The Best and Worst Countries to Run a Business, According to the World Bank – Real Time Economics

Venezuelan President Nicolas Maduro, shown in January, presides over one of the worst countries for doing business, according to the World Bank.

Rather than create more attractive business climates to spur souring growth prospects, many of the world’s largest economies may actually be making it more difficult to start and run a company.

Almost half of the Group of 20 largest economies have fallen in the World Bank’s annual “Doing Business” rankings, including emerging markets such as China, Turkey, South Africa and Brazil that most need economic overhauls to revive growth prospects.

The World Bank’s flagship report on the best and worst places to start and operate a business in 189 economies around the globe underscores the inability of many governments to make needed policy changes.

Global growth is settling into a long period of anemic expansion as large emerging markets—the world’s most powerful engines since the global financial crisis—sputter and big advanced economies remain stuck in low gear. Those troubles are rippling out across the globe, jeopardizing prospects for rich and poor countries alike. G-20 nations have vowed to restructure their economies to make them more competitive and attractive to investment, but have so far failed to deliver on their promises.

Ballooning government debt levels and central banks that have stretched the frontiers of monetary policy are leaving authorities with little ammunition to jumpstart growth.

“Today, the pressure is on economies because the other drivers of growth are not doing well,” said Kaushik Basu, the World Bank’s chief economist, in an interview. “So a lot depends on the ease of doing business….There is a much greater need to work on this than before.”

The rankings of the 189 economies can be a boon or humiliation to countries around the world seeking to attract more investment. They’re based on a raft of indicators that gauge the business climate, including paying taxes, registering property, permitting and contract enforcement. Over the last two years, the bank has been updating its metrics, including trying to better measure the quality of regulations.

The top 10—the most business-friendly countries—were largely unchanged from last year, with Singapore holding its No. 1 ranking and the U.S. still in the No. 7 spot. Eritrea, Libya, South Sudan and Venezuela were ranked the worst countries to try and run a business, respectively. Costa Rica, Brunei, Kenya and Uzbekistan recorded the largest gains. Albania, Rwanda, Gabon and Kiribati were among those that fell the furthest in the list.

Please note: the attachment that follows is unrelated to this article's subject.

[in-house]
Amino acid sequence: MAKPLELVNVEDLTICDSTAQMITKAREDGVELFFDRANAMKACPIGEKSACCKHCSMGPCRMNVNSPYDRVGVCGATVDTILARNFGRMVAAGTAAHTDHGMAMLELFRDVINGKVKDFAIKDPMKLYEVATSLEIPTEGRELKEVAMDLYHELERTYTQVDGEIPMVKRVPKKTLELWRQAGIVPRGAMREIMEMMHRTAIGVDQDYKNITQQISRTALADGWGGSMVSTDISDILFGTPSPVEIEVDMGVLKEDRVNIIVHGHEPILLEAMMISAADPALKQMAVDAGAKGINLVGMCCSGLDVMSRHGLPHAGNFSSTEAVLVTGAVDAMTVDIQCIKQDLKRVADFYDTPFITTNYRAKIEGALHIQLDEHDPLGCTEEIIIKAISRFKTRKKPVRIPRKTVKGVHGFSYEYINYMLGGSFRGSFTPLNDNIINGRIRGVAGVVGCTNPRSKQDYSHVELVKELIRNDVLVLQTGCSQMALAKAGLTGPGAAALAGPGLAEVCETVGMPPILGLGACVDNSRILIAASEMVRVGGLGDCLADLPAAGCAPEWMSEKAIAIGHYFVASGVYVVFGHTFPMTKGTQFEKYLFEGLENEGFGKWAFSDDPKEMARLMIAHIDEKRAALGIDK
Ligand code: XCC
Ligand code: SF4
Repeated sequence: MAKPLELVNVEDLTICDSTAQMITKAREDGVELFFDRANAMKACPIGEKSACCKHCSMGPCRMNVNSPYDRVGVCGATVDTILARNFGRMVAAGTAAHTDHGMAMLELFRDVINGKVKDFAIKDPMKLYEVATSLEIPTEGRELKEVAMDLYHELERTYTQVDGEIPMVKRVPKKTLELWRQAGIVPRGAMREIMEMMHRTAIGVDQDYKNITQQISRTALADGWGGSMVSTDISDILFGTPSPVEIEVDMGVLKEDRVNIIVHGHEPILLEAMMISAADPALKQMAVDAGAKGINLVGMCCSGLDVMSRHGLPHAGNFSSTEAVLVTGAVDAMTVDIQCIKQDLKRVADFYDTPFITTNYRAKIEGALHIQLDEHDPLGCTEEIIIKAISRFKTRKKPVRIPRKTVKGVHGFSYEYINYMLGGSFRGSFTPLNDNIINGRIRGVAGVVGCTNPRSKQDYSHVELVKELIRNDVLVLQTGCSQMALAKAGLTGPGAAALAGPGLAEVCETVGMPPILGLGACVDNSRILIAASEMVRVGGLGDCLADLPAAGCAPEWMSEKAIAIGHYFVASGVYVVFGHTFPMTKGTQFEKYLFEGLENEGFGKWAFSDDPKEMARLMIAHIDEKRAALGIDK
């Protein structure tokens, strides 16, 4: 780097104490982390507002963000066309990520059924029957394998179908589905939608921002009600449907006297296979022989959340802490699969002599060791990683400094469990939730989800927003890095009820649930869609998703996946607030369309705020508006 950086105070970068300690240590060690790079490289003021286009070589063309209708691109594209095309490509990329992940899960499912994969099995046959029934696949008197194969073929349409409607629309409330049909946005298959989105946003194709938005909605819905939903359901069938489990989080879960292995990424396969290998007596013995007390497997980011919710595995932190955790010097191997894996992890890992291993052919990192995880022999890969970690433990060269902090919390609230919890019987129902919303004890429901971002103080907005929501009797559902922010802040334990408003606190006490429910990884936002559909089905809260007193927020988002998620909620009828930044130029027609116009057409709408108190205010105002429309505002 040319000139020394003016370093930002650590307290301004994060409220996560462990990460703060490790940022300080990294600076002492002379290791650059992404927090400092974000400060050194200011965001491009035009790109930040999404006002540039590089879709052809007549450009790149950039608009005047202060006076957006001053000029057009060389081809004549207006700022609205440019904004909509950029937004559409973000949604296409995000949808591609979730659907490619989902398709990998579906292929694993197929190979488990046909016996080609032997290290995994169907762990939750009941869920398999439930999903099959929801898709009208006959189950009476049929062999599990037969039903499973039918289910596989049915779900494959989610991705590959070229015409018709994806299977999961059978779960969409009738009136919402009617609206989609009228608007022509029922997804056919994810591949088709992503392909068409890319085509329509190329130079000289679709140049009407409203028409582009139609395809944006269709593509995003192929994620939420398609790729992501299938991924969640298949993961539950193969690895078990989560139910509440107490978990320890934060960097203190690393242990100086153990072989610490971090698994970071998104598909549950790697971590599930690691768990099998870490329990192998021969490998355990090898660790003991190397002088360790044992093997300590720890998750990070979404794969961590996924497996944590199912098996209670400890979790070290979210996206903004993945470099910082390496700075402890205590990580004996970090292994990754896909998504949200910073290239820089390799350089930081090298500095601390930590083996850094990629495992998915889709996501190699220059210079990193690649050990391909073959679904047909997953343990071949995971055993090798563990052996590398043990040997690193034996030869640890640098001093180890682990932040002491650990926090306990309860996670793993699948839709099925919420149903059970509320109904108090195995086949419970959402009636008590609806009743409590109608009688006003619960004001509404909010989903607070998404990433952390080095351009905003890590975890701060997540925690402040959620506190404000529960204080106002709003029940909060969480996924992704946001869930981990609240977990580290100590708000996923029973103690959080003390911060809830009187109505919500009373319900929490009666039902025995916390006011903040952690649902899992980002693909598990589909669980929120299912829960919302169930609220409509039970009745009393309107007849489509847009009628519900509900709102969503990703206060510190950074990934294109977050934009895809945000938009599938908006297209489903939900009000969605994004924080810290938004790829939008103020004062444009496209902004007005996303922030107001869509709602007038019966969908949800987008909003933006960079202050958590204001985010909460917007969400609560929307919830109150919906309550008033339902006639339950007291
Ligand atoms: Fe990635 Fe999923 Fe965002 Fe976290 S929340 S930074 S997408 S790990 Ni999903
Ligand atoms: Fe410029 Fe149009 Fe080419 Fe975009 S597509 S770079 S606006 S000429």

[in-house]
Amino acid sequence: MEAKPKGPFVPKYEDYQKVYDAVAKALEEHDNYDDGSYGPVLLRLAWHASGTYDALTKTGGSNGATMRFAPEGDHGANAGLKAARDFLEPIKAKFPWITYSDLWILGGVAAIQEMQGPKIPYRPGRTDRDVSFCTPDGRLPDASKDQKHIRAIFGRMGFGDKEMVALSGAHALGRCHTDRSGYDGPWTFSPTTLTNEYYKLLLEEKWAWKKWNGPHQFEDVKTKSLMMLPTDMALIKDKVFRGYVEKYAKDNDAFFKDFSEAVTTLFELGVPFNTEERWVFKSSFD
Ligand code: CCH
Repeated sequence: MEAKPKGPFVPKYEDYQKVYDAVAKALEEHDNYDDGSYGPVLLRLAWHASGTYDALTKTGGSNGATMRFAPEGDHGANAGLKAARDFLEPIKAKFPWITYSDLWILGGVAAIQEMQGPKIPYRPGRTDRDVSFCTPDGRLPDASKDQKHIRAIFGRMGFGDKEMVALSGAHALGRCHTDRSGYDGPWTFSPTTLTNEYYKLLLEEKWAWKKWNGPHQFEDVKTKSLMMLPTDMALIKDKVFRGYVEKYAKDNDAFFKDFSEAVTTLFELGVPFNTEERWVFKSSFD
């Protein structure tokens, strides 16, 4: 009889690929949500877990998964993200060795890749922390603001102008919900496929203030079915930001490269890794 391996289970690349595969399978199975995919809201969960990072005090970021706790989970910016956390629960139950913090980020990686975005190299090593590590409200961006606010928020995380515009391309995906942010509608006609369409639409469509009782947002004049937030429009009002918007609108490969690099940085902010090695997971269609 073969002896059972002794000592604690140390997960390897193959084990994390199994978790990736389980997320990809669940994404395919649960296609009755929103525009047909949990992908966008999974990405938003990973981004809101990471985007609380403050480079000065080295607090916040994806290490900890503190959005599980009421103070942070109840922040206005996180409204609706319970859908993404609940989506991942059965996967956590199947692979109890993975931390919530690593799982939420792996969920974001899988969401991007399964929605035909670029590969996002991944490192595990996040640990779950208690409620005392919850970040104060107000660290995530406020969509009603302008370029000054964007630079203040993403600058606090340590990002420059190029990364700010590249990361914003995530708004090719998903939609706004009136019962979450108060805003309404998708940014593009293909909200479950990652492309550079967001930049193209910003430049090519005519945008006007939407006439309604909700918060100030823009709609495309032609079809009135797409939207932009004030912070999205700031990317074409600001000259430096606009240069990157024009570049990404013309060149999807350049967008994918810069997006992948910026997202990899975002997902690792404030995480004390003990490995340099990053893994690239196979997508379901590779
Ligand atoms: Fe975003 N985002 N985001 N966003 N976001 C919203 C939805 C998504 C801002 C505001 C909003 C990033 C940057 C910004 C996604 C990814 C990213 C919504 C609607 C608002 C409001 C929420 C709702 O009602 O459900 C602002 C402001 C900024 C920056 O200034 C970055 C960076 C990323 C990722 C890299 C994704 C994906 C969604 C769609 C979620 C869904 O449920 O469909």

India shows the potential gains many countries could make by pushing through economic overhauls. The government has enacted a number of policies that have bolstered investor and business confidence. For example, eliminating the minimal capital requirement needed to start a company and cutting the bureaucratic red tape needed to get electricity helped propel the country up four spots in the rankings. The government’s economic restructuring efforts have helped avert financial turmoil and make the country the fastest-growing major emerging market in the world.

Still, India’s low ranking, at 130, also reveals the difficulties many countries face in trying to overhaul burdensome rules and regulations.

Mr. Basu called it a bureaucratic trap: “You know that you want to improve, but there are different interest groups that hold you back….This is a collective-action problem that needs to be solved.”

To be sure, while the report helps measure areas of productivity and competitiveness in economies, the World Bank acknowledges the report isn’t a perfect gauge. It has faced criticism over the years as not being an accurate reflection of the state of affairs on the ground. Mary Hallward-Driemeier, a World Bank economist, and Lant Pritchett, a Harvard University economist, found earlier this year “almost zero correlation” between the Doing Business findings and those based on surveys of business enterprises that the bank helps conduct around the world.

But it does show some broad trends. More than 90% of Eastern European and Central Asian countries implemented one or more policies over the last year that improve the business climate. Three-quarters of sub-Saharan nations rolled out at least one, and sometimes many more, new regulations that encourage corporate growth.

The report is also a strong indicator for bribery, extortion and government graft.

“You could think of Doing Business indicators in the aggregate as being actually a very good proxy for corruption,” said Augusto Lopez-Claros, head of the bank’s global indicators division. “Excessive red tape, bureaucratic obstacles and procedural difficulties very often are disguised forms” of policies to facilitate corruption, he said.

Plotting one of the Doing Business metrics called “distance to frontier” that measures how far a country is from fostering a healthy business environment against Transparency International’s Corruption Perceptions Index scores shows strong correlation.

Related reading:

Is the World Bank’s ‘Doing Business’ Report at Odds With How Business Is Done in the Developing World?

The Best and Worst Places in the World to Run a Business, Ranked by the World Bank



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27 October 2015 | 7:02 pm – Source:


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